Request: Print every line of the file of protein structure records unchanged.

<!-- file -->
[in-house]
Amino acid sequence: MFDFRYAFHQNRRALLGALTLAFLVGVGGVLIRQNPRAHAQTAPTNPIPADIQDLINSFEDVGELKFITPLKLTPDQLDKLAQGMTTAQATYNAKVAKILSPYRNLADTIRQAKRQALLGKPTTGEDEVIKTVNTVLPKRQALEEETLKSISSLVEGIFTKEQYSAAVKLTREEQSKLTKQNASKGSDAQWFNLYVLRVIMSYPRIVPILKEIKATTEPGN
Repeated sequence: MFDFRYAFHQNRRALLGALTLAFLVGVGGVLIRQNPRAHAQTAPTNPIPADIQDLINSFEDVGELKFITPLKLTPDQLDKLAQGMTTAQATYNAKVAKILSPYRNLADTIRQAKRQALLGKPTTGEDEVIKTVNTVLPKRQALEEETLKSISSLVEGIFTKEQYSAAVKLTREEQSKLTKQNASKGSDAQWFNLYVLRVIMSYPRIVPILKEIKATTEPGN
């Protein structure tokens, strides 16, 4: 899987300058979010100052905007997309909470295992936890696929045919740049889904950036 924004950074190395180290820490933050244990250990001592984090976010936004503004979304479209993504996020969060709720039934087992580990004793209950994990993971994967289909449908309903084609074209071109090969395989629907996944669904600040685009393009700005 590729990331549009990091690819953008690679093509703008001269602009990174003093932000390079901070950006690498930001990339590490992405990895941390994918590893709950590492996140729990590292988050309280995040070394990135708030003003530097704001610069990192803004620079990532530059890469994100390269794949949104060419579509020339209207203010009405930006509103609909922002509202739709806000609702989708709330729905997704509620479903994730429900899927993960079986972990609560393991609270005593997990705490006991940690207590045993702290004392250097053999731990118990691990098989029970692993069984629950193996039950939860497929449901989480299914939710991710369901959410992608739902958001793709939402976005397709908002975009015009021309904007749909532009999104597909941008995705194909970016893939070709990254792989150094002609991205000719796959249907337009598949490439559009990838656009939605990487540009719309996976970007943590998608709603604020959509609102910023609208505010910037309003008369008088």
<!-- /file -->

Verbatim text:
[in-house]
Amino acid sequence: MFDFRYAFHQNRRALLGALTLAFLVGVGGVLIRQNPRAHAQTAPTNPIPADIQDLINSFEDVGELKFITPLKLTPDQLDKLAQGMTTAQATYNAKVAKILSPYRNLADTIRQAKRQALLGKPTTGEDEVIKTVNTVLPKRQALEEETLKSISSLVEGIFTKEQYSAAVKLTREEQSKLTKQNASKGSDAQWFNLYVLRVIMSYPRIVPILKEIKATTEPGN
Repeated sequence: MFDFRYAFHQNRRALLGALTLAFLVGVGGVLIRQNPRAHAQTAPTNPIPADIQDLINSFEDVGELKFITPLKLTPDQLDKLAQGMTTAQATYNAKVAKILSPYRNLADTIRQAKRQALLGKPTTGEDEVIKTVNTVLPKRQALEEETLKSISSLVEGIFTKEQYSAAVKLTREEQSKLTKQNASKGSDAQWFNLYVLRVIMSYPRIVPILKEIKATTEPGN
């Protein structure tokens, strides 16, 4: 899987300058979010100052905007997309909470295992936890696929045919740049889904950036 924004950074190395180290820490933050244990250990001592984090976010936004503004979304479209993504996020969060709720039934087992580990004793209950994990993971994967289909449908309903084609074209071109090969395989629907996944669904600040685009393009700005 590729990331549009990091690819953008690679093509703008001269602009990174003093932000390079901070950006690498930001990339590490992405990895941390994918590893709950590492996140729990590292988050309280995040070394990135708030003003530097704001610069990192803004620079990532530059890469994100390269794949949104060419579509020339209207203010009405930006509103609909922002509202739709806000609702989708709330729905997704509620479903994730429900899927993960079986972990609560393991609270005593997990705490006991940690207590045993702290004392250097053999731990118990691990098989029970692993069984629950193996039950939860497929449901989480299914939710991710369901959410992608739902958001793709939402976005397709908002975009015009021309904007749909532009999104597909941008995705194909970016893939070709990254792989150094002609991205000719796959249907337009598949490439559009990838656009939605990487540009719309996976970007943590998608709603604020959509609102910023609208505010910037309003008369008088």